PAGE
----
In this technique, the author typically shows how a particular cause leads to a certain result or set of results. Conversely, it may first present an effect and then discuss the possible cause or causes. It is also not uncommon to introduce a sequence of causes and effects: A causes B, which causes C, which causes D, and so on. Hence, B is both the effect of A and the cause of C. For a discussion of the fallacies associated with this technique see Causal Reasoning (page 598). The variations on this rhetorical technique can be illustrated by the following schematics
Some common tip-off phrases to this method of analysis are:
  • Consequently
  • As a result
  • Because
  • Leads to
  • Results in
  • If…then
Thirdly, I worry about the private automobile. It is a dirty, noisy, wasteful, and lonely means of travel. It pollutes the air, ruins the safety and sociability of the street, and exercises upon the individual a discipline which takes away far more freedom than it gives him. It causes an enormous amount of land to be unnecessarily abstracted from nature and from plant life and to become devoid of any natural function. It explodes cities, grievously impairs the whole institution of neighborliness, fragmentizes and destroys communities. It has already spelled the end of our cities as real cultural and social communities, and has made impossible the construction of any others in their place. Together with the airplane, it has crowded out other, more civilized and more convenient means of transport, leaving older people, infirm people, poor people and children in a worse situation than they were a hundred years ago. It continues to lend a terrible element of fragility to our civilization, placing us in a situation where our life would break down completely if anything ever interfered with the oil supply.
George F. Kennan

Which of the following best describes the organization of the passage?

  1. A problem is presented and then a possible solution is discussed.
  2. The benefits and demerits of the automobile are compared and contrasted.
  3. A topic is presented and a number of its effects are discussed.
  4. A set of examples is furnished to support a conclusion.

This passage is laden with effects. Kennan introduces the cause, the automobile, in the opening sentence and from there on presents a series of effects—the automobile pollutes, enslaves, and so on. Hence the answer is (C).


Note: (D) is the second-best choice; it is disqualified by two flaws. First, in this context, “examples” is not as precise as “effects.” Second, the order is wrong: the conclusion, “I worry about the private automobile” is presented first and then the examples: it pollutes, it enslaves, etc.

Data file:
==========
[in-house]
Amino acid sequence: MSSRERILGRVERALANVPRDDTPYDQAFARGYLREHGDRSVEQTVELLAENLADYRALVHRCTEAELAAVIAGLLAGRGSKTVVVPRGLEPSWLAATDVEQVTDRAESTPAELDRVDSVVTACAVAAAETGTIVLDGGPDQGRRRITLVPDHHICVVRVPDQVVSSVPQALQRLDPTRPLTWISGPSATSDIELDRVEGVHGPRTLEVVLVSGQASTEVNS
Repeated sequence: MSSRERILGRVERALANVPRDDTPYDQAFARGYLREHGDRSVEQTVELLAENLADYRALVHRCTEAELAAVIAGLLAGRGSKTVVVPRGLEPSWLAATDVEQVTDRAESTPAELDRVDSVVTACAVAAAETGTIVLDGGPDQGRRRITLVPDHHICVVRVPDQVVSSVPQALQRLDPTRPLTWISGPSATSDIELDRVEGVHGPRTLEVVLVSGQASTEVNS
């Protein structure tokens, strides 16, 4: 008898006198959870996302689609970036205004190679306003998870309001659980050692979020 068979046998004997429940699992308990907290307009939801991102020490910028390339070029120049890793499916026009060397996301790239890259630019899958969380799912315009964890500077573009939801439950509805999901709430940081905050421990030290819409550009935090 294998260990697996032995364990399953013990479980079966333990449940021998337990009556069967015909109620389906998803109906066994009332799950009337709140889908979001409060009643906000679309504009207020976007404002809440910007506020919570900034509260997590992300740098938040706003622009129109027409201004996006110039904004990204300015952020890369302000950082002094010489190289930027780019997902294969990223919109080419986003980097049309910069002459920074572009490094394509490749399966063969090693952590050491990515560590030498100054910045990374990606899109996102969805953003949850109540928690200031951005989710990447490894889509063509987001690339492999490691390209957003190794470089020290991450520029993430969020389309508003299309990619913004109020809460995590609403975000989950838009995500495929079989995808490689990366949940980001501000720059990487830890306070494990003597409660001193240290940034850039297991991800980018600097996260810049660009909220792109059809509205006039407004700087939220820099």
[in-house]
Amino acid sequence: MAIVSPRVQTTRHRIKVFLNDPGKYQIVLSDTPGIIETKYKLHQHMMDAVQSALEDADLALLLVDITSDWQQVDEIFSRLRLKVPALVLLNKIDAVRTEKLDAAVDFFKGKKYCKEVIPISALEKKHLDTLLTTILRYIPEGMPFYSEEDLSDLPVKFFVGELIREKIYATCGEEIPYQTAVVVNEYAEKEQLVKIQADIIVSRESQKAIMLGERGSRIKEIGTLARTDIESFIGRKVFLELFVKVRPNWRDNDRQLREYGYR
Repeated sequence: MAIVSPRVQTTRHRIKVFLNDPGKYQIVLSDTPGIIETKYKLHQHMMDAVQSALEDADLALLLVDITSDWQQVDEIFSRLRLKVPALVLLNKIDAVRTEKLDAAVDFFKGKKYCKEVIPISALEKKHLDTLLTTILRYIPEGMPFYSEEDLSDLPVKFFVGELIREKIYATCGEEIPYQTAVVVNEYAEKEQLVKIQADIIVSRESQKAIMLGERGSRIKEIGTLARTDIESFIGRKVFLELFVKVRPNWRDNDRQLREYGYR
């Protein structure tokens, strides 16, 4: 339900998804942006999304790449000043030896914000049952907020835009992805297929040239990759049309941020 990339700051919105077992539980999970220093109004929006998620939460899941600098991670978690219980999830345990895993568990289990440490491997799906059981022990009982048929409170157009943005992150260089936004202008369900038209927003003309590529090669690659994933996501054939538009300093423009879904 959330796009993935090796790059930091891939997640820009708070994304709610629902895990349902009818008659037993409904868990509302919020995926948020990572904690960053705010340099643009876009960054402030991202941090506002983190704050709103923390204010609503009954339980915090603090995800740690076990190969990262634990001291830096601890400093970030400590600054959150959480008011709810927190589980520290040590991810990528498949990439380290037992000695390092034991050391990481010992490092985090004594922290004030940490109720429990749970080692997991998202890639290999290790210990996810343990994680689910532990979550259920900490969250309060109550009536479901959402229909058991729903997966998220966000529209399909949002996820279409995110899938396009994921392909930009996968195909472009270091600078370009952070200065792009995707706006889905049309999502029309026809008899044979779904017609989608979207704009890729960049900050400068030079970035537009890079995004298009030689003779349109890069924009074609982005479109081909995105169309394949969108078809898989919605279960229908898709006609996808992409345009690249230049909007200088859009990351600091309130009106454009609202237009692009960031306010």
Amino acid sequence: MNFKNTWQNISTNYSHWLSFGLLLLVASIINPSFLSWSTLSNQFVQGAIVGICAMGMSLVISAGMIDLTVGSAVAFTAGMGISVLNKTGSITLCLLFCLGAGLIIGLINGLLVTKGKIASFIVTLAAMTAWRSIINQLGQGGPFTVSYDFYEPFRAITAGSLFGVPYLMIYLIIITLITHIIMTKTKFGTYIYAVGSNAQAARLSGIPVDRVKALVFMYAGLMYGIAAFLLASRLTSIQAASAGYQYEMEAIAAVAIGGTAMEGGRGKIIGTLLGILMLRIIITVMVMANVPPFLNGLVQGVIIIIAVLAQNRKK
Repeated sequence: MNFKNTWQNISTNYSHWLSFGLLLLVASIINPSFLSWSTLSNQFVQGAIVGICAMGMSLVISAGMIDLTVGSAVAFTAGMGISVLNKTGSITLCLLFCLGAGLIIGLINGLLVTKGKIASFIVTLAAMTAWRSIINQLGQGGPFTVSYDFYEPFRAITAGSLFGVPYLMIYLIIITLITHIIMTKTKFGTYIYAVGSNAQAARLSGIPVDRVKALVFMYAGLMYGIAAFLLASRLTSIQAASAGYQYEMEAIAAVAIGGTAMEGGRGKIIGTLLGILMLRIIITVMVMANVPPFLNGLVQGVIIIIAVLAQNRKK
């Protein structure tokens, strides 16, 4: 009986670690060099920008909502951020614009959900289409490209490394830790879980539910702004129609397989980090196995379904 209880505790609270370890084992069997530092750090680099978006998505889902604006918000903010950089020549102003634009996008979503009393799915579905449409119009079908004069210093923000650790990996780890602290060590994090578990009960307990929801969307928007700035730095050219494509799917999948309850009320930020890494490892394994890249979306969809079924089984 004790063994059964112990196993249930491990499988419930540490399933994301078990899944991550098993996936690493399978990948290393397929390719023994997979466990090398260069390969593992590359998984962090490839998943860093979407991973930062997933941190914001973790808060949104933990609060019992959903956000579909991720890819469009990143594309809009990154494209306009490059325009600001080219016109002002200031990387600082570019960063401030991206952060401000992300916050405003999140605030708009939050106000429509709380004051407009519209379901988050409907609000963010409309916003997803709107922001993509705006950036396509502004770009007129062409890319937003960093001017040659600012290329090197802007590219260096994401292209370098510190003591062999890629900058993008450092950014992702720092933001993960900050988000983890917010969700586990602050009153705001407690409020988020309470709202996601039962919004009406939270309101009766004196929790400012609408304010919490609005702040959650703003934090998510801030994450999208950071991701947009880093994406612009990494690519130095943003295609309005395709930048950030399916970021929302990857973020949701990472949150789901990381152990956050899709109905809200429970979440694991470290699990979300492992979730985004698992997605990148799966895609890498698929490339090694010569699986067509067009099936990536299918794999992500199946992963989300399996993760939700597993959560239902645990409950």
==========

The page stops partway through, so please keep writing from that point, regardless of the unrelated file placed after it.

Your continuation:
1. State a position and then give supporting evidence.
    This technique is common with opinionated passages. Equally common is the reverse order. That is, the supporting evidence is presented and then the position or conclusion is stated. And sometimes the evidence will be structured to build up to a conclusion which is then left unstated. If this is done skillfully the reader will be more likely to arrive at the same conclusion as the author.

Following are some typical questions for these types of passages:

  • According to the author, which of the following is required for one to become proficient with a computer?
  • Which of the following does the author cite as evidence that the bald eagle is in danger of becoming extinct?
Select-In Passage Questions
Select-in passage questions, when they are not description, are most often writing technique questions. This type of question may look like the following examples:
  • Select the sentence that refutes a counter-premise to the author’s viewpoint.
  • Select the sentence that distinguishes two ways of integrating rock and classical music.
  • Select the sentence that answers a question posed early on in the passage.
Once again, having noted key words and phrases on your initial reading of the passage will help you to more easily and quickly locate these sentences.